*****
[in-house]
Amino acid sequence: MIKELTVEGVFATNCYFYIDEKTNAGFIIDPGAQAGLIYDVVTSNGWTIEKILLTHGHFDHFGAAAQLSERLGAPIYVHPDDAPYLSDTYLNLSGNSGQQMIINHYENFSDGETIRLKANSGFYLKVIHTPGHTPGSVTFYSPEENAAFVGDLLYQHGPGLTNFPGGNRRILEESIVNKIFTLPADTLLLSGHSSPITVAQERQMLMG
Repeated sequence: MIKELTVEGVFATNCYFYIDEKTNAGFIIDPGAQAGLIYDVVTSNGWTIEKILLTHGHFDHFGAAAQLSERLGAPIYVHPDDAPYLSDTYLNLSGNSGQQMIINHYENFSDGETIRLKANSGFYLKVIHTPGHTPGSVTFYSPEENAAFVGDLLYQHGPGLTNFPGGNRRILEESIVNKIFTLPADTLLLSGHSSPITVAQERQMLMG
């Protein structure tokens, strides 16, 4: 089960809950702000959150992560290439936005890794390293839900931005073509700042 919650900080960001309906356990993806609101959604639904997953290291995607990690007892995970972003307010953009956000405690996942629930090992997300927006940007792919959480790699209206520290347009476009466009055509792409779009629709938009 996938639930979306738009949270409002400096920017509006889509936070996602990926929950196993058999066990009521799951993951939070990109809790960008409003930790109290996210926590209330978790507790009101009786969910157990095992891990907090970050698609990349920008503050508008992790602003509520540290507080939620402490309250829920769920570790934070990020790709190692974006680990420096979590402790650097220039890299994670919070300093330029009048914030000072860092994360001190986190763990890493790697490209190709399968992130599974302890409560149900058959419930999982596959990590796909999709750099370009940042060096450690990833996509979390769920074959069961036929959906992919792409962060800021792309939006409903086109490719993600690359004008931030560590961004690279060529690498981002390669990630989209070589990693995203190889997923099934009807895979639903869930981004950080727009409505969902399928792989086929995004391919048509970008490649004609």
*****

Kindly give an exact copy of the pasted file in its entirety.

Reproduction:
[in-house]
Amino acid sequence: MIKELTVEGVFATNCYFYIDEKTNAGFIIDPGAQAGLIYDVVTSNGWTIEKILLTHGHFDHFGAAAQLSERLGAPIYVHPDDAPYLSDTYLNLSGNSGQQMIINHYENFSDGETIRLKANSGFYLKVIHTPGHTPGSVTFYSPEENAAFVGDLLYQHGPGLTNFPGGNRRILEESIVNKIFTLPADTLLLSGHSSPITVAQERQMLMG
Repeated sequence: MIKELTVEGVFATNCYFYIDEKTNAGFIIDPGAQAGLIYDVVTSNGWTIEKILLTHGHFDHFGAAAQLSERLGAPIYVHPDDAPYLSDTYLNLSGNSGQQMIINHYENFSDGETIRLKANSGFYLKVIHTPGHTPGSVTFYSPEENAAFVGDLLYQHGPGLTNFPGGNRRILEESIVNKIFTLPADTLLLSGHSSPITVAQERQMLMG
């Protein structure tokens, strides 16, 4: 089960809950702000959150992560290439936005890794390293839900931005073509700042 919650900080960001309906356990993806609101959604639904997953290291995607990690007892995970972003307010953009956000405690996942629930090992997300927006940007792919959480790699209206520290347009476009466009055509792409779009629709938009 996938639930979306738009949270409002400096920017509006889509936070996602990926929950196993058999066990009521799951993951939070990109809790960008409003930790109290996210926590209330978790507790009101009786969910157990095992891990907090970050698609990349920008503050508008992790602003509520540290507080939620402490309250829920769920570790934070990020790709190692974006680990420096979590402790650097220039890299994670919070300093330029009048914030000072860092994360001190986190763990890493790697490209190709399968992130599974302890409560149900058959419930999982596959990590796909999709750099370009940042060096450690990833996509979390769920074959069961036929959906992919792409962060800021792309939006409903086109490719993600690359004008931030560590961004690279060529690498981002390669990630989209070589990693995203190889997923099934009807895979639903869930981004950080727009409505969902399928792989086929995004391919048509970008490649004609």